tolerance, the same variable starts to impose a stress on society and
become a hazard." Thus above average wind speeds resulting in a
tropical depression or hurricane according to intensity measures on
the Sapphire Simpson Scale will provide an extreme natural event or
Hazards can be classified as different types in several ways. One of
these ways is by specifying the origin of the hazard. One key concept
in identifying a hazard is the presence of stored energy that, when
released, can cause damage. Stored energy can occur in many forms:
chemical, mechanical, thermal, radioactive, electrical, etc. Another
class of hazard does not involve release of stored energy, rather it
involves the presence of hazardous situations. Examples include
confined or limited egress spaces, oxygen-depleted atmospheres,
awkward positions, repetitive motions, low-hanging or protruding
Hazards may also be classified as natural , anthropogenic , or
technological . They may also be classified as health or safety
hazards and by the populations that may be affected, and the severity
of the associated risk.
In most cases a hazard may affect a range of targets, and have little
or no effect on others. Identification of hazards assumes that the
potential targets are defined.
BASED ON ENERGY SOURCE
Biological hazard Main article: biological hazard Biological
hazards, also known as biohazards, originate in biological processes
of living organisms, and refer to agents that pose a threat to the
health of living organisms , the security of property, or the health
of the environment. The term and its associated symbol may be used as
a warning, so that those potentially exposed to the substances will
know to take precautions. The biohazard symbol was developed in 1966
by Charles Baldwin, an environmental-health engineer working for the
Dow Chemical Company on the containment products. and is used in the
labeling of biological materials that carry a significant health risk,
such as viral samples and used hypodermic needles . Biological hazards
include viruses, parasites, bacteria, food, fungi, and foreign toxins.
Many specific biological hazards have been identified. For example,
the hazards of naturally-occurring bacteria such as Escherichia coli
Salmonella , are well known as disease-causing pathogens and a
variety of measures have been taken to limit human exposure to these
microorganisms through food safety, good personal hygiene and
education. However, the potential for new biological hazards exists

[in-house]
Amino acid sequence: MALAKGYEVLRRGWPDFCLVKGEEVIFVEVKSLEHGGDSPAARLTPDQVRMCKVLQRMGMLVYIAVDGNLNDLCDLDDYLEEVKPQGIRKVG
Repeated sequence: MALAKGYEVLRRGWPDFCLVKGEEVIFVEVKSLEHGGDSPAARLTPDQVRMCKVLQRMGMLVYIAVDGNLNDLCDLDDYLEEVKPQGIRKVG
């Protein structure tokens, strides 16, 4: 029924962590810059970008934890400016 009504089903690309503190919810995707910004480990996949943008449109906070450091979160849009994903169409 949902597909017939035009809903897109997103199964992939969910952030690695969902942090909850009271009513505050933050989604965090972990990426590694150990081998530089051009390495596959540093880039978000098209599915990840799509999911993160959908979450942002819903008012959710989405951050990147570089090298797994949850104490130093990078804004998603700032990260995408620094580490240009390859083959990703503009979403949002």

through the discovery of new microorganisms and through the
development of new genetically modified (GM) organisms. Use of new GM
organisms is regulated by various governmental agencies. The US
Environmental Protection Agency
Environmental Protection Agency (EPA) controls GM plants that produce
or resist pesticides (i.e. Bt corn and Roundup ready crops ). The US
Food and Drug Administration (FDA) regulates GM plants that will be
used as food or for medicinal purposes. Biological hazards can include
medical waste or samples of a microorganism , virus or toxin (from a
biological source) that can affect health . Many biological hazards
are associated with food, including certain viruses , parasites ,
fungi , bacteria , and plant and seafood toxins . Pathogenic
Salmonella are common foodborne biological hazards.
The hazards from these bacteria can be avoided through risk mitigation
steps such as proper handling, storing , and cooking of food. Disease
in humans can come from biological hazards in the form of infection by
bacteria, antigens, viruses, or parasites.
Chemical hazard Main
Chemical hazard See also: poison A chemical can be
considered a hazard if by virtue of its intrinsic properties it can
cause harm or danger to humans, property, or the environment. Health
hazards associated with chemicals are dependent on the dose or amount
of the chemical. For example, iodine in the form of potassium iodate
is used to produce iodised salt . When applied at a rate of 20 mg of
potassium iodate per 1000 mg of table salt, the chemical is beneficial
in preventing goiter , while iodine intakes of 1200–9500 mg in one
dose have been known to cause death. Some chemicals have a cumulative
biological effect, while others are metabolically eliminated over
time. Other chemical hazards may depend on concentration or total
quantity for their effects. A variety of chemical hazards (e.g.
atrazine , etc.) have been identified. However, every year companies
produce more new chemicals to fill new needs or to take the place of
older, less effective chemicals. Laws, such as the Federal Food, Drug,
and Cosmetic Act and the
Toxic Substances Control Act
Toxic Substances Control Act in the US,
require protection of human health and the environment for any new
chemical introduced. In the US, the EPA regulates new chemicals that
may have environmental impacts (i.e. pesticides or chemicals released
during a manufacturing process), while the FDA regulates new chemicals
used in foods or as drugs. The potential hazards of these chemicals
can be identified by performing a variety of tests prior to the